To understand the role of plastics in our world, imaging equipment housed within the University of Rhode Island’s (URI) core facilities analyze plastic particles so small that it would be like finding a single drop of water in an Olympic- sized pool. Scientists leverage that data to trace plastics pollution in waterways to its source, to understand how plastic particles harm animals, as well as to develop nanoplastics that deliver life-saving medicines into our bodies. “People are looking at microplastics in a lot of different areas; they are popping up everywhere and we don’t know if they’re good, bad or neutral,” said Rhode Island Consortium of Nanoscience and Nanotechnology Director Irene Andreu. Yet, looking at micro and nanoplastics poses significant challenges. Plastics comprise a wide variety of polymers with additives to change their texture, rigidity and color. When plastics break apart, the material leaves a trail of pieces often visible only with specialized equipment. That’s where the University’s core facilities and their researchers step in with equipment and expertise.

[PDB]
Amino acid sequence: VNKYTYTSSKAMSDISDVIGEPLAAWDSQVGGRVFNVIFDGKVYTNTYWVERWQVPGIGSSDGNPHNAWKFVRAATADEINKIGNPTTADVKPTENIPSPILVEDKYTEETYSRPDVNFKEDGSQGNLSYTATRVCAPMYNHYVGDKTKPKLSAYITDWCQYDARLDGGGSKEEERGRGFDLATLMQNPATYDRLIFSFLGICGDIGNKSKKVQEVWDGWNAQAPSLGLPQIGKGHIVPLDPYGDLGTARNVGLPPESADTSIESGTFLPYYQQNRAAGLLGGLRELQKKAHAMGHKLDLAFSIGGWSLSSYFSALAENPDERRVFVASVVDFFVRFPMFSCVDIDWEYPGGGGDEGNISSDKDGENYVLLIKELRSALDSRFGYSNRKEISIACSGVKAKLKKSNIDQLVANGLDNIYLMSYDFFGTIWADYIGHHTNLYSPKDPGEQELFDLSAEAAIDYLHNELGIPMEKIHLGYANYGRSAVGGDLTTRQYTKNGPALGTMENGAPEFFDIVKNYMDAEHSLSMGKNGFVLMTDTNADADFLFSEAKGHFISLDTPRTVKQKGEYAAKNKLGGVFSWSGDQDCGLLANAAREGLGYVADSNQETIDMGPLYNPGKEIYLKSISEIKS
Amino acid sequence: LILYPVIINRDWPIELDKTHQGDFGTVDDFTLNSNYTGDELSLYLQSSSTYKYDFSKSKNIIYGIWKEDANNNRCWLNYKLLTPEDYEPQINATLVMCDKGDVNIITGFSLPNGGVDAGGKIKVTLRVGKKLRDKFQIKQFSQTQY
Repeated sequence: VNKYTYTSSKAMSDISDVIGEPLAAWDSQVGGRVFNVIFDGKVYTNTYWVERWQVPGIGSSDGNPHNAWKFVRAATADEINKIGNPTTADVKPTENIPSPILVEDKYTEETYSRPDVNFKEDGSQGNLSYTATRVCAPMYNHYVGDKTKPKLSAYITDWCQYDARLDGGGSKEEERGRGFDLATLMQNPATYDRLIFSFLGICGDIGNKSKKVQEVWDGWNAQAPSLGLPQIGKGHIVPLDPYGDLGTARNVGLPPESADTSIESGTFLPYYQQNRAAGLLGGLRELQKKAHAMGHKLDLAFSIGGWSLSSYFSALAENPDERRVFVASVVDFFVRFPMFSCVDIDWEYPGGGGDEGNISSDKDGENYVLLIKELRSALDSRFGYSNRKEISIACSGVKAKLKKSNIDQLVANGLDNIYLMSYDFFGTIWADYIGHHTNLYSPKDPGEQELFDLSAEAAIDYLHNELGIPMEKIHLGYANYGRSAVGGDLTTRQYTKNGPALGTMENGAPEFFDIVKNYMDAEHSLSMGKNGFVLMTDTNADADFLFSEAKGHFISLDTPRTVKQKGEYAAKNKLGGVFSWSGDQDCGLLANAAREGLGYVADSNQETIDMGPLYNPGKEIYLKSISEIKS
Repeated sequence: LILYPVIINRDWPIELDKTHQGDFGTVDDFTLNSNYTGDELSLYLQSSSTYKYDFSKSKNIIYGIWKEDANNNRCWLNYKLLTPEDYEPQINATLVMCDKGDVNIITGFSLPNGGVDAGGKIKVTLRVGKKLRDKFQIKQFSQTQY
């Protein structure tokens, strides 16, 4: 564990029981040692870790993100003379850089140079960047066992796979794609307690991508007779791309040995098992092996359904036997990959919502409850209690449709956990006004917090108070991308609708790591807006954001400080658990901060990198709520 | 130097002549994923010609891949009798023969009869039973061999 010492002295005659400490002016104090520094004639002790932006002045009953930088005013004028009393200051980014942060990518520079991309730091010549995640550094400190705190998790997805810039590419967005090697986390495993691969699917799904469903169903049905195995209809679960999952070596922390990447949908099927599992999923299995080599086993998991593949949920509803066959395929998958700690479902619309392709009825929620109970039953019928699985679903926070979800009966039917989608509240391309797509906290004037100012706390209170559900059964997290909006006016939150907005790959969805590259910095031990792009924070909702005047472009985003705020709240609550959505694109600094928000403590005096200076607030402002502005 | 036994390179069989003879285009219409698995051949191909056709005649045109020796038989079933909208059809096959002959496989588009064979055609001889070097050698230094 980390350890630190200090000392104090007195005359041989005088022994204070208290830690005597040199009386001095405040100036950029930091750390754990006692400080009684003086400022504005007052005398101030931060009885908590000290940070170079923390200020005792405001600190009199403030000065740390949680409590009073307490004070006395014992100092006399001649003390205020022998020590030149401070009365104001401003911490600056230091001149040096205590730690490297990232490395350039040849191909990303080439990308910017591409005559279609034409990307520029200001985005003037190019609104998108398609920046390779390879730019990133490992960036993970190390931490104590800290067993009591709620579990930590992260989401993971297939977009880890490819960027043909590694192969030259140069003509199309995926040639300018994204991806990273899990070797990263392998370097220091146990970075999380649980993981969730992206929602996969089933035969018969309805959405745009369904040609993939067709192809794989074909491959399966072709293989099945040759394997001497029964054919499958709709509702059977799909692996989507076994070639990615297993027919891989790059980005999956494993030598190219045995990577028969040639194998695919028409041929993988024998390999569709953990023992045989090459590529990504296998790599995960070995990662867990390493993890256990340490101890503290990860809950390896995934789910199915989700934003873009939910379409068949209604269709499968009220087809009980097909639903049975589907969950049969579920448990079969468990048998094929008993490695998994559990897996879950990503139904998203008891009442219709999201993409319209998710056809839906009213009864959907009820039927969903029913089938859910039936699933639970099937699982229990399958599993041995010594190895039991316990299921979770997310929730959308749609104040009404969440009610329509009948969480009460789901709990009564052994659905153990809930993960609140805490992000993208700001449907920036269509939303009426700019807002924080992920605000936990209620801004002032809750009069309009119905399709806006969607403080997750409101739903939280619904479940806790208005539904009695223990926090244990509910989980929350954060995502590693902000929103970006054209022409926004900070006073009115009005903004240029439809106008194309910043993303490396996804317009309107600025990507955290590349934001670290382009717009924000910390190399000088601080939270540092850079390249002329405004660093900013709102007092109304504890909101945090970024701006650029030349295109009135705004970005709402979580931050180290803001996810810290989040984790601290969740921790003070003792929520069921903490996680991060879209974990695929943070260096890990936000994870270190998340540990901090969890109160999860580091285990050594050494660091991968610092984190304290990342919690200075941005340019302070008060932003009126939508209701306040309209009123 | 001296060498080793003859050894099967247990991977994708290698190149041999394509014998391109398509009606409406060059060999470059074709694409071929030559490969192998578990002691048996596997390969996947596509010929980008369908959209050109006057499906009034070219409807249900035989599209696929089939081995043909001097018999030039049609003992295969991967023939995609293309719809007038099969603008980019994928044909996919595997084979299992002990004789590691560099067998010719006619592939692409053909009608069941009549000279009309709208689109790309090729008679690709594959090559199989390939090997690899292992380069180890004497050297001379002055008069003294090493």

Photo by Beau Jones

URI Initiative Plastics: Land to Sea SPRING | 2021 Page 25

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